(L to R) Utkarsh Agarwal ’13, Eve G. Ahearn ’11, Emily N. Johnson ’12 and Justin M. Varilek ’11 in front of the Lincoln Memorial, Washington, DC. (photo: Daryl Press)
Designed to inspire the Dartmouth community to think critically about war, arms control and disarmament, collective violence and strategies for the resolution of conflict, the War and Peace Studies Program offers a course, a Fellows program and public events on significant disputes of the day.
The course, “War and Peace in the Modern Age” stresses the study of both the global state system as well as the human condition as essential to understanding the phenomenon of collective violence.
War and Peace Fellows are selected competitively from all the disciplines of the College and meet regularly for discussions with invited specialists. As with the course, the aim is to stress both the systemic and personal consequences of war and sources of peace. During annual visits to Washington, DC, the fellows have participated in war game simulations, attended State Department briefings, toured the Pentagon and war memorials, and met with alumni working in professions relevant to conflict and conflict resolution.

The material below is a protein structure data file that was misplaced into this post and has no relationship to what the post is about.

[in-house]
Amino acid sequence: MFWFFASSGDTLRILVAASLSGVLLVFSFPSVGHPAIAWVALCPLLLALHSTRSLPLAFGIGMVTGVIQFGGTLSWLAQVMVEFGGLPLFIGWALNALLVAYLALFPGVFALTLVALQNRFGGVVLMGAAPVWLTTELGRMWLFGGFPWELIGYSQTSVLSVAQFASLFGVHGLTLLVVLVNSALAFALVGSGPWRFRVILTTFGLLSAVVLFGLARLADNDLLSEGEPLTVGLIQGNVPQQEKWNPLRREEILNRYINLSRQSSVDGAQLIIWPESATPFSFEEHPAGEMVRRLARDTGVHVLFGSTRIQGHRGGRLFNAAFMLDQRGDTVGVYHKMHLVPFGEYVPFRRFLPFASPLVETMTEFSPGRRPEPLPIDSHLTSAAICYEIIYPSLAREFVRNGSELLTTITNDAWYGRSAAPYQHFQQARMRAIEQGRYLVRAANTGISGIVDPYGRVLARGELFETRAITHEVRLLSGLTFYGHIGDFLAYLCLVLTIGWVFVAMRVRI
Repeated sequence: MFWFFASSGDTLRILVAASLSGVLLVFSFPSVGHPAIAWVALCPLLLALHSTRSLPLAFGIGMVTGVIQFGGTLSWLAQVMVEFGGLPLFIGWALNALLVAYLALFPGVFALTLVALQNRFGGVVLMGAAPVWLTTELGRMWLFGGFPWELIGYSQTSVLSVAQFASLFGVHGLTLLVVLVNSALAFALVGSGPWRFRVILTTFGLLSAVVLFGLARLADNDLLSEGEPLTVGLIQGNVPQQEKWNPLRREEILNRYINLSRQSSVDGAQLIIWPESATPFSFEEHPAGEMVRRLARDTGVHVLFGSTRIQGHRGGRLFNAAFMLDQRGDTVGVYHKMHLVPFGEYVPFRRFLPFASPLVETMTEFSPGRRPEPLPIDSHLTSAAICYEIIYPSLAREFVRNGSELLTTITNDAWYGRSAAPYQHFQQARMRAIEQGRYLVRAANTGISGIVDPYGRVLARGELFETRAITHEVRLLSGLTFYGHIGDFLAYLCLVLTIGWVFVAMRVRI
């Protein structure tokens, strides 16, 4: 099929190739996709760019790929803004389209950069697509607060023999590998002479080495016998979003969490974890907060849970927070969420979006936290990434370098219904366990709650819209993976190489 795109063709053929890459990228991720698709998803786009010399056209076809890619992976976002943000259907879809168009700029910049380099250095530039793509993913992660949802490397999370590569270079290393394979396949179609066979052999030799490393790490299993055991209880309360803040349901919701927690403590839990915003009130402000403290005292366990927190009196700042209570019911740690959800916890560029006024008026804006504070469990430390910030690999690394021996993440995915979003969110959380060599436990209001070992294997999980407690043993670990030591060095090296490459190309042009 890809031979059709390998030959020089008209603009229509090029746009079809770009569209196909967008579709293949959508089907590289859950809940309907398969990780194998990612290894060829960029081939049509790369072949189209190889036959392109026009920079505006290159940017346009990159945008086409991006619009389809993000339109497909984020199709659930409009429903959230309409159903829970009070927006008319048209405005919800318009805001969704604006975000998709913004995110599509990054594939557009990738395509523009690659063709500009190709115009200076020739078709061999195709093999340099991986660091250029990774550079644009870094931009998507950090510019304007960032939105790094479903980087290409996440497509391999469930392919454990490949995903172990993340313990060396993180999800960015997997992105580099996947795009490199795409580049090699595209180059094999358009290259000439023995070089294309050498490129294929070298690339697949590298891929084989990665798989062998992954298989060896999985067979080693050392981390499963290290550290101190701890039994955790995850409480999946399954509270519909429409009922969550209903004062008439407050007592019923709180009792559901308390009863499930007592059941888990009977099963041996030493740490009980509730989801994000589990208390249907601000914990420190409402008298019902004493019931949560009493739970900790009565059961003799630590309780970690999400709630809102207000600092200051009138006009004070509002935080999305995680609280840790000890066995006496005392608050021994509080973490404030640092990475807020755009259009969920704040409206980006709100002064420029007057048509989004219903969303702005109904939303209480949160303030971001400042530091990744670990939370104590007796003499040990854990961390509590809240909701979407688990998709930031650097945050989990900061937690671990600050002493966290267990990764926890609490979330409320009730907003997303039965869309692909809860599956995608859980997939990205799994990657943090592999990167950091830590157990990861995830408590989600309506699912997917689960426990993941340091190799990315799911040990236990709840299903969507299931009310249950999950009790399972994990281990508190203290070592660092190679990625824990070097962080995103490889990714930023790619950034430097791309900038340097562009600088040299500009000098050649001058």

Public panels have covered diverse and controversial issues. These have included nuclear proliferation, the rise of China, conflict prevention, transnational crime, citizen responsibilities in wartime, refugees, post-traumatic stress disorder, the use of torture, and U.S. policy in Iraq. The aim of these public programs is to spark open dialogue embracing a variety of view points on the major conflicts of our time.
For more information regarding the War and Peace program, please contact
at the Dickey Center